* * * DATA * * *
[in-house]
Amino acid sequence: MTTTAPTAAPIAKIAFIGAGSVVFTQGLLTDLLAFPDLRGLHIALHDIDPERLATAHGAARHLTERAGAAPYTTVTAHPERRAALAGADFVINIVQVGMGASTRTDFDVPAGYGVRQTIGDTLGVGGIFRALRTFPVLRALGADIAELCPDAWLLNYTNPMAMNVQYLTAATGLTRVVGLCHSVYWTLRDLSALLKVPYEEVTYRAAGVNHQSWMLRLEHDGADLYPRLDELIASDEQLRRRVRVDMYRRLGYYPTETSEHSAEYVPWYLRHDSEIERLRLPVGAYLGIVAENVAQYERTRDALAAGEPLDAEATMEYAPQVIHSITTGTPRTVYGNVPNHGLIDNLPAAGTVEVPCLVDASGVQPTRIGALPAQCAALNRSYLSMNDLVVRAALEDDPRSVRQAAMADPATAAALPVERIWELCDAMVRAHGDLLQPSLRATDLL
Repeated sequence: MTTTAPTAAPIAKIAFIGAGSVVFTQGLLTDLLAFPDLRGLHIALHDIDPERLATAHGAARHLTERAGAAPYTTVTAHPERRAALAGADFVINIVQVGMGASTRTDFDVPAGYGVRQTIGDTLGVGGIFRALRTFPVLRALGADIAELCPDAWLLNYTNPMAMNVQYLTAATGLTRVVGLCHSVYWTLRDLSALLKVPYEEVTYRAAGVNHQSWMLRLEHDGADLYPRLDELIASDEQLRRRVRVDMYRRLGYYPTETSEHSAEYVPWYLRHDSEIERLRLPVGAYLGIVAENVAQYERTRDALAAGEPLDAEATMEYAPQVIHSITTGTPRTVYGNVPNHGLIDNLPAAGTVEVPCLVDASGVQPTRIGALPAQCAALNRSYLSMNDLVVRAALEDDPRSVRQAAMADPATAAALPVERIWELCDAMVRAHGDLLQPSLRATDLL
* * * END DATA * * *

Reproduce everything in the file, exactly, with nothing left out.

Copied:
[in-house]
Amino acid sequence: MTTTAPTAAPIAKIAFIGAGSVVFTQGLLTDLLAFPDLRGLHIALHDIDPERLATAHGAARHLTERAGAAPYTTVTAHPERRAALAGADFVINIVQVGMGASTRTDFDVPAGYGVRQTIGDTLGVGGIFRALRTFPVLRALGADIAELCPDAWLLNYTNPMAMNVQYLTAATGLTRVVGLCHSVYWTLRDLSALLKVPYEEVTYRAAGVNHQSWMLRLEHDGADLYPRLDELIASDEQLRRRVRVDMYRRLGYYPTETSEHSAEYVPWYLRHDSEIERLRLPVGAYLGIVAENVAQYERTRDALAAGEPLDAEATMEYAPQVIHSITTGTPRTVYGNVPNHGLIDNLPAAGTVEVPCLVDASGVQPTRIGALPAQCAALNRSYLSMNDLVVRAALEDDPRSVRQAAMADPATAAALPVERIWELCDAMVRAHGDLLQPSLRATDLL
Repeated sequence: MTTTAPTAAPIAKIAFIGAGSVVFTQGLLTDLLAFPDLRGLHIALHDIDPERLATAHGAARHLTERAGAAPYTTVTAHPERRAALAGADFVINIVQVGMGASTRTDFDVPAGYGVRQTIGDTLGVGGIFRALRTFPVLRALGADIAELCPDAWLLNYTNPMAMNVQYLTAATGLTRVVGLCHSVYWTLRDLSALLKVPYEEVTYRAAGVNHQSWMLRLEHDGADLYPRLDELIASDEQLRRRVRVDMYRRLGYYPTETSEHSAEYVPWYLRHDSEIERLRLPVGAYLGIVAENVAQYERTRDALAAGEPLDAEATMEYAPQVIHSITTGTPRTVYGNVPNHGLIDNLPAAGTVEVPCLVDASGVQPTRIGALPAQCAALNRSYLSMNDLVVRAALEDDPRSVRQAAMADPATAAALPVERIWELCDAMVRAHGDLLQPSLRATDLL